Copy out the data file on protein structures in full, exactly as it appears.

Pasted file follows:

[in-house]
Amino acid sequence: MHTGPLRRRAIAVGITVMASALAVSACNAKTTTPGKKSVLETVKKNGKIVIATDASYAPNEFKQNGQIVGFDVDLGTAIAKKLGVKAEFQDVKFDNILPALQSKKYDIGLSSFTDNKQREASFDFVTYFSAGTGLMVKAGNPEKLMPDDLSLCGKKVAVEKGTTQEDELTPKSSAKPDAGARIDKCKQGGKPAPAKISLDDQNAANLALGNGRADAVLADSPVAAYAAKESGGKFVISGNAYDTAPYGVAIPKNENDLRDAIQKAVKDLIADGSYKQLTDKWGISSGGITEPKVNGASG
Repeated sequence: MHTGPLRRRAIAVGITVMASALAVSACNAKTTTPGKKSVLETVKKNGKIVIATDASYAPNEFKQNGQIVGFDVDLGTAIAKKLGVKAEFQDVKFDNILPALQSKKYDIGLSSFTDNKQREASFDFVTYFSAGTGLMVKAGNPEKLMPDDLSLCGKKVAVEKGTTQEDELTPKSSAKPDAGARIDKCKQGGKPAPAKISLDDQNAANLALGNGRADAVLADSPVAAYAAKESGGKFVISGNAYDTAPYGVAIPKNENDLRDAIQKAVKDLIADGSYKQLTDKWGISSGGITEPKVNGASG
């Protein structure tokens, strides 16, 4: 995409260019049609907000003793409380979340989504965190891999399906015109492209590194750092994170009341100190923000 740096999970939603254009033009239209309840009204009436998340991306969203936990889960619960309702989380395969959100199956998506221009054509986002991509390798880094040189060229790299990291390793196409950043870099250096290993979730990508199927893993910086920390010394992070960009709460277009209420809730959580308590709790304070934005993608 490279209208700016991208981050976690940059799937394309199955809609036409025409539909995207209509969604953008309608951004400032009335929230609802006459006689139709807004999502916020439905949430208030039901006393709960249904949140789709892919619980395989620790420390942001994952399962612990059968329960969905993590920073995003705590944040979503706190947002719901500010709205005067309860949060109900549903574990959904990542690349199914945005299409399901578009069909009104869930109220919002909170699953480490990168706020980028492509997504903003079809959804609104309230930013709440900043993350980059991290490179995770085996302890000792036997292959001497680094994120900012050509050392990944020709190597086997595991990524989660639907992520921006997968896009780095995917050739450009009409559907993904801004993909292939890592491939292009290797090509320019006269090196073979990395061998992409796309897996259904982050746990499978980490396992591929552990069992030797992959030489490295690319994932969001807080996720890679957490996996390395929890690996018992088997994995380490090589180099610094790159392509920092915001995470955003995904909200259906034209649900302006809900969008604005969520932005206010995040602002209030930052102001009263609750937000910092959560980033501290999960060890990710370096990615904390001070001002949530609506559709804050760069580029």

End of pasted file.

[in-house]
Amino acid sequence: MHTGPLRRRAIAVGITVMASALAVSACNAKTTTPGKKSVLETVKKNGKIVIATDASYAPNEFKQNGQIVGFDVDLGTAIAKKLGVKAEFQDVKFDNILPALQSKKYDIGLSSFTDNKQREASFDFVTYFSAGTGLMVKAGNPEKLMPDDLSLCGKKVAVEKGTTQEDELTPKSSAKPDAGARIDKCKQGGKPAPAKISLDDQNAANLALGNGRADAVLADSPVAAYAAKESGGKFVISGNAYDTAPYGVAIPKNENDLRDAIQKAVKDLIADGSYKQLTDKWGISSGGITEPKVNGASG
Repeated sequence: MHTGPLRRRAIAVGITVMASALAVSACNAKTTTPGKKSVLETVKKNGKIVIATDASYAPNEFKQNGQIVGFDVDLGTAIAKKLGVKAEFQDVKFDNILPALQSKKYDIGLSSFTDNKQREASFDFVTYFSAGTGLMVKAGNPEKLMPDDLSLCGKKVAVEKGTTQEDELTPKSSAKPDAGARIDKCKQGGKPAPAKISLDDQNAANLALGNGRADAVLADSPVAAYAAKESGGKFVISGNAYDTAPYGVAIPKNENDLRDAIQKAVKDLIADGSYKQLTDKWGISSGGITEPKVNGASG
């Protein structure tokens, strides 16, 4: 995409260019049609907000003793409380979340989504965190891999399906015109492209590194750092994170009341100190923000 740096999970939603254009033009239209309840009204009436998340991306969203936990889960619960309702989380395969959100199956998506221009054509986002991509390798880094040189060229790299990291390793196409950043870099250096290993979730990508199927893993910086920390010394992070960009709460277009209420809730959580308590709790304070934005993608 490279209208700016991208981050976690940059799937394309199955809609036409025409539909995207209509969604953008309608951004400032009335929230609802006459006689139709807004999502916020439905949430208030039901006393709960249904949140789709892919619980395989620790420390942001994952399962612990059968329960969905993590920073995003705590944040979503706190947002719901500010709205005067309860949060109900549903574990959904990542690349199914945005299409399901578009069909009104869930109220919002909170699953480490990168706020980028492509997504903003079809959804609104309230930013709440900043993350980059991290490179995770085996302890000792036997292959001497680094994120900012050509050392990944020709190597086997595991990524989660639907992520921006997968896009780095995917050739450009009409559907993904801004993909292939890592491939292009290797090509320019006269090196073979990395061998992409796309897996259904982050746990499978980490396992591929552990069992030797992959030489490295690319994932969001807080996720890679957490996996390395929890690996018992088997994995380490090589180099610094790159392509920092915001995470955003995904909200259906034209649900302006809900969008604005969520932005206010995040602002209030930052102001009263609750937000910092959560980033501290999960060890990710370096990615904390001070001002949530609506559709804050760069580029």